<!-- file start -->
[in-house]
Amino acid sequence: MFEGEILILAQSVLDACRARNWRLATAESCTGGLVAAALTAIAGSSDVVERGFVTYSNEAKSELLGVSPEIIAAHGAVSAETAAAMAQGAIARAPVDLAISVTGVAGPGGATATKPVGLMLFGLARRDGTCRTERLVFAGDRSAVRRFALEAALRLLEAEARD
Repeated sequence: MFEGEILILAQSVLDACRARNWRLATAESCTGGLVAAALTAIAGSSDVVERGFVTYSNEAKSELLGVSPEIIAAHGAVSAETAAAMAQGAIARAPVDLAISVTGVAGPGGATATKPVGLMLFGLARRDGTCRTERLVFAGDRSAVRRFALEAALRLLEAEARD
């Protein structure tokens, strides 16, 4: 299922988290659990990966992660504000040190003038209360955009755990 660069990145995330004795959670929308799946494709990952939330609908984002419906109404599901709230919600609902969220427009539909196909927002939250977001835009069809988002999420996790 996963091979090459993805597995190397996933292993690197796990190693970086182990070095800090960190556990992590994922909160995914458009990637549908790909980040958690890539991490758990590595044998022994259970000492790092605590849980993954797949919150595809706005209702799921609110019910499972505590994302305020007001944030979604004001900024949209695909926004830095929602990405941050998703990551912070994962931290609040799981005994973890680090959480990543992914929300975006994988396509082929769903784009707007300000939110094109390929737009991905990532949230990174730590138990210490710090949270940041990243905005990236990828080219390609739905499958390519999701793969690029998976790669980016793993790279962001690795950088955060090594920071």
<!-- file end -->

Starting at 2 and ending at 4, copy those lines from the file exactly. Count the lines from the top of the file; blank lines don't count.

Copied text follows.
Amino acid sequence: MFEGEILILAQSVLDACRARNWRLATAESCTGGLVAAALTAIAGSSDVVERGFVTYSNEAKSELLGVSPEIIAAHGAVSAETAAAMAQGAIARAPVDLAISVTGVAGPGGATATKPVGLMLFGLARRDGTCRTERLVFAGDRSAVRRFALEAALRLLEAEARD
Repeated sequence: MFEGEILILAQSVLDACRARNWRLATAESCTGGLVAAALTAIAGSSDVVERGFVTYSNEAKSELLGVSPEIIAAHGAVSAETAAAMAQGAIARAPVDLAISVTGVAGPGGATATKPVGLMLFGLARRDGTCRTERLVFAGDRSAVRRFALEAALRLLEAEARD
């Protein structure tokens, strides 16, 4: 299922988290659990990966992660504000040190003038209360955009755990 660069990145995330004795959670929308799946494709990952939330609908984002419906109404599901709230919600609902969220427009539909196909927002939250977001835009069809988002999420996790 996963091979090459993805597995190397996933292993690197796990190693970086182990070095800090960190556990992590994922909160995914458009990637549908790909980040958690890539991490758990590595044998022994259970000492790092605590849980993954797949919150595809706005209702799921609110019910499972505590994302305020007001944030979604004001900024949209695909926004830095929602990405941050998703990551912070994962931290609040799981005994973890680090959480990543992914929300975006994988396509082929769903784009707007300000939110094109390929737009991905990532949230990174730590138990210490710090949270940041990243905005990236990828080219390609739905499958390519999701793969690029998976790669980016793993790279962001690795950088955060090594920071």